I can recall my grandmother when I was a child; she was nice, happy, and could always remember stories about her younger years and even everyone in our family's birthday. All of that changed one day though, my grandmother was at home about three years ago when all of the sudden she had a miniature stroke attack. Physically she was fine after the attack; but mentally she was not well. The miniature strokes had triggered a horribly devastating disease called Alzheimer's disease.
Alzheimer's disease is a progressive and irreversible brain disease that destroys mental and physical functioning in human beings, and invariably leads to death. It is said to be one of the leading causes of adult death in the United States. The disease can create emotional and financial catastrophe for any families that has had a loved one inflicted with this horrible disease. Alzheimer's disease deteriorates the inflicted person's memory to the point that they can not even remember who their children are.
In a recent study done by scientist, they found that "based on recent estimates, about five percent of the American population over 65 suffers from this incurable disease. In the mid-1980's, at least 2 million people were condemned to live the last years of their lives in helplessness and mental disability". (Frank 11). These results ca be devastating to anyone who has a history of family members who have been inflicted by this disease. Previously, some people believed that confusion and trouble with memory were a natural part of growing old. This mental disability was often called being senile and considered a sad but unavoidable condition suffered by those who were unlucky enough to live a long life Much still remains unknown about this destructive illness, research is being done on Alzheimer's disease, and more is being learned about it each day.
A lot of attention has been given to the care needed by Alzheimer's victims and the problems faced by family members who must try and provide care for these people. Taking care of a person who has been afflicted with the disease is a very difficult task. It is written that "Caretakers must act both as nurses and guardians, providing for the daily need of their sick relatives and protecting him or her from falls and other injuries. They must suffer the intense pain of seeing a well-loved parent or grandparent changed beyond recognition by the symptoms of the disease".
(Frank 40). People in early stage stages of Alzheimer's disease do not experience a large loss of mental ability in a short time, but seems to be more gradual. It has also been said that Alzheimer's disease is like a virus. In a recent study done by scientist it was found that "damage is in the form of lesions, abnormal changes in the brain cells themselves. These lesions caused by Alzheimer's disease can be clearly seen only when an autopsy is performed on the brain of a diseased victim" (Frank 22).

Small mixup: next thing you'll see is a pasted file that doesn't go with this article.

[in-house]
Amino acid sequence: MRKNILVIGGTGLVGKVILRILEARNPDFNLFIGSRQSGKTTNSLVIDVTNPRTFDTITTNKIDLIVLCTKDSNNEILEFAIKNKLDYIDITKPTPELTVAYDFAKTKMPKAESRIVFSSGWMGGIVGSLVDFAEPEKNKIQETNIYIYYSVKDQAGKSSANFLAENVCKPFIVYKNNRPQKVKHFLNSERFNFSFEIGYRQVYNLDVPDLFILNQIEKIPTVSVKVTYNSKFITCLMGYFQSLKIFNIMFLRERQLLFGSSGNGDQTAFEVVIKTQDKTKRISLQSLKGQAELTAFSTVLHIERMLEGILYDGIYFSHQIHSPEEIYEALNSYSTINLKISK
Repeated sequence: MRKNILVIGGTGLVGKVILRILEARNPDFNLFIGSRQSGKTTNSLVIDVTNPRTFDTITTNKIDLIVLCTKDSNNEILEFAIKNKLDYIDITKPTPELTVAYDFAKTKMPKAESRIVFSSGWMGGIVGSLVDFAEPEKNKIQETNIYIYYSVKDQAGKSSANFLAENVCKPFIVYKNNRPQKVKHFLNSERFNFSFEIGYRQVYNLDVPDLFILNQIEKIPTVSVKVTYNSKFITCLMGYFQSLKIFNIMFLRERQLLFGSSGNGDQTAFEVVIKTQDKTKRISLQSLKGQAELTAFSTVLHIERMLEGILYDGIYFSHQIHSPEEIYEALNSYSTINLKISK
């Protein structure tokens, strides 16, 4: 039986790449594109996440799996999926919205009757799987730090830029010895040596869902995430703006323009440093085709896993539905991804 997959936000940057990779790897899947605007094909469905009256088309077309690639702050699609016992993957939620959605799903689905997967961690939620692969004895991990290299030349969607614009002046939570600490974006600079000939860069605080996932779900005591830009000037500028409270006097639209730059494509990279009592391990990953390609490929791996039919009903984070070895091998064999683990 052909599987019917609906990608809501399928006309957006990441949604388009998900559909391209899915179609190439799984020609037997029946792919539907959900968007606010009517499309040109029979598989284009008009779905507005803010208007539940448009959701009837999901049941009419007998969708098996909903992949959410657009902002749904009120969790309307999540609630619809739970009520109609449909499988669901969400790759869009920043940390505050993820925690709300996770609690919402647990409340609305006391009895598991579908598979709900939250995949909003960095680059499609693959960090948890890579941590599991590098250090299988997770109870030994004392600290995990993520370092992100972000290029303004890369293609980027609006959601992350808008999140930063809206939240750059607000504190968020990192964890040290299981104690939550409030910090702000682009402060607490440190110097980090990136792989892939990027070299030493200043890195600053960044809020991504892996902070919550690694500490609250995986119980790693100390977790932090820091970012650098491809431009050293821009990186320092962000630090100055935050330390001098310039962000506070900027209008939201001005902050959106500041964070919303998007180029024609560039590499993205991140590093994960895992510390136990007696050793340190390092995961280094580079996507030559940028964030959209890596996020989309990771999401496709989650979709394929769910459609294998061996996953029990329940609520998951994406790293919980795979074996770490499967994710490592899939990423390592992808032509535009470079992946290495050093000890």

This would explain why Alzheimer's progressively gets worse as time goes on. In the final stages of Alzheimer's disease, the damage done to the brain causes serious disability. Memory loss, confusion, and other symptoms of Alzheimer's can be so severe that a person can have difficulty carrying out even the simplest tasks of life. The infected persons emotional state can also be seriously affected, which can result in extreme mood changes and changes in temper. As Alzheimer's disease spreads through the brain, the afflicted person can become completely bedridden and could even go as far as to lose control over their bodily functions. Unfortunately, Alzheimer's disease is not an easy disease to recognize or diagnose.
Its symptoms are said to be similar to other illnesses affecting the brain such as mental disorders like depression. Typically, doctors classify symptoms such as mental confusion, or loss of memory as dementia. This is one of the reasons why it is so hard to diagnose Alzheimer's disease. Some disorders that can result in dementia are curable, but Alzheimer's disease is not. Therefore, it is very important to diagnose the cause of the dementia early and correctly. In addition, some Alzheimer's disease symptoms, such as depression, can be effectively treated, so it's better to identify these as soon as possible.
If these symptoms are ignored than there are no telling the damage that can occur until the person is given the proper treatment needed to help them through it. As stated earlier though, Alzheimer's disease cannot be definitely diagnosed until after death, when the brain can be closely examined for the lesions and abnormal changes in the brain cells changes caused by the disease. Luckily, with as much attention that has been given to Alzheimer's disease it can be evaluated pretty quickly by the people close to the supposedly infected person. While older people may have some problems, severe memory loss and confusion are not part of them. This is why if there is someone that you know who might be inflicted you should try and get that person help immediately. Frank, Julia.
Alzheimer's Disease: The Silent Epidemic. New York: Lerner, Nov. 1995..